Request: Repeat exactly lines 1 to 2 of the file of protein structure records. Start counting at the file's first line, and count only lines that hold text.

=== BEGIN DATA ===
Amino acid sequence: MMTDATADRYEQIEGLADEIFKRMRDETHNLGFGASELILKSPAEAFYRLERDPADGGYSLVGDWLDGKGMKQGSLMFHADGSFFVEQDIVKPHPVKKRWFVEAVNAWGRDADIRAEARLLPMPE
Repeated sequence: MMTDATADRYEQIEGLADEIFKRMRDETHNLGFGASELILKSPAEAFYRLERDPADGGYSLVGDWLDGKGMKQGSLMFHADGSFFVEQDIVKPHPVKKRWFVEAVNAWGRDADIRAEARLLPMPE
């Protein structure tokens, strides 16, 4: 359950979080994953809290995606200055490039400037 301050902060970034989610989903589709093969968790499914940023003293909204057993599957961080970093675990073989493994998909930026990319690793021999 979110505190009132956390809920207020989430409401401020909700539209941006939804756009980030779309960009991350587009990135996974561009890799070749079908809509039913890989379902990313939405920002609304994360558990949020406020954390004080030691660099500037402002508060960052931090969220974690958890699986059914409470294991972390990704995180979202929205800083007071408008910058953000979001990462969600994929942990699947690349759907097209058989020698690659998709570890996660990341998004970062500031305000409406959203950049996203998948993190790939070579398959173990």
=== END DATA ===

Amino acid sequence: MMTDATADRYEQIEGLADEIFKRMRDETHNLGFGASELILKSPAEAFYRLERDPADGGYSLVGDWLDGKGMKQGSLMFHADGSFFVEQDIVKPHPVKKRWFVEAVNAWGRDADIRAEARLLPMPE
Repeated sequence: MMTDATADRYEQIEGLADEIFKRMRDETHNLGFGASELILKSPAEAFYRLERDPADGGYSLVGDWLDGKGMKQGSLMFHADGSFFVEQDIVKPHPVKKRWFVEAVNAWGRDADIRAEARLLPMPE